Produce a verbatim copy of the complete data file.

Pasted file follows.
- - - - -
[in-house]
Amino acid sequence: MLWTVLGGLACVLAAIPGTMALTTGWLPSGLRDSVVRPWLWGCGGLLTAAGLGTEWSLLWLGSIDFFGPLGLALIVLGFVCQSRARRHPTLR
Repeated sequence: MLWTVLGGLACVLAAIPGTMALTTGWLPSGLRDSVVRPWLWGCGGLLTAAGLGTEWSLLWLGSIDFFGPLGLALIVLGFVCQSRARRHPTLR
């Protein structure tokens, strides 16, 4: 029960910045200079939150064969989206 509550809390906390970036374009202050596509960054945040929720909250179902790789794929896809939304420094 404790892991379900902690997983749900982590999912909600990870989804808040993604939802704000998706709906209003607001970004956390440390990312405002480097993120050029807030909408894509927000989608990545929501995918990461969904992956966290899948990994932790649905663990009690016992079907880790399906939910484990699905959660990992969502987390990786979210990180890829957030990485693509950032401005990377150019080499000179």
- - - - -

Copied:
[in-house]
Amino acid sequence: MLWTVLGGLACVLAAIPGTMALTTGWLPSGLRDSVVRPWLWGCGGLLTAAGLGTEWSLLWLGSIDFFGPLGLALIVLGFVCQSRARRHPTLR
Repeated sequence: MLWTVLGGLACVLAAIPGTMALTTGWLPSGLRDSVVRPWLWGCGGLLTAAGLGTEWSLLWLGSIDFFGPLGLALIVLGFVCQSRARRHPTLR
């Protein structure tokens, strides 16, 4: 029960910045200079939150064969989206 509550809390906390970036374009202050596509960054945040929720909250179902790789794929896809939304420094 404790892991379900902690997983749900982590999912909600990870989804808040993604939802704000998706709906209003607001970004956390440390990312405002480097993120050029807030909408894509927000989608990545929501995918990461969904992956966290899948990994932790649905663990009690016992079907880790399906939910484990699905959660990992969502987390990786979210990180890829957030990485693509950032401005990377150019080499000179």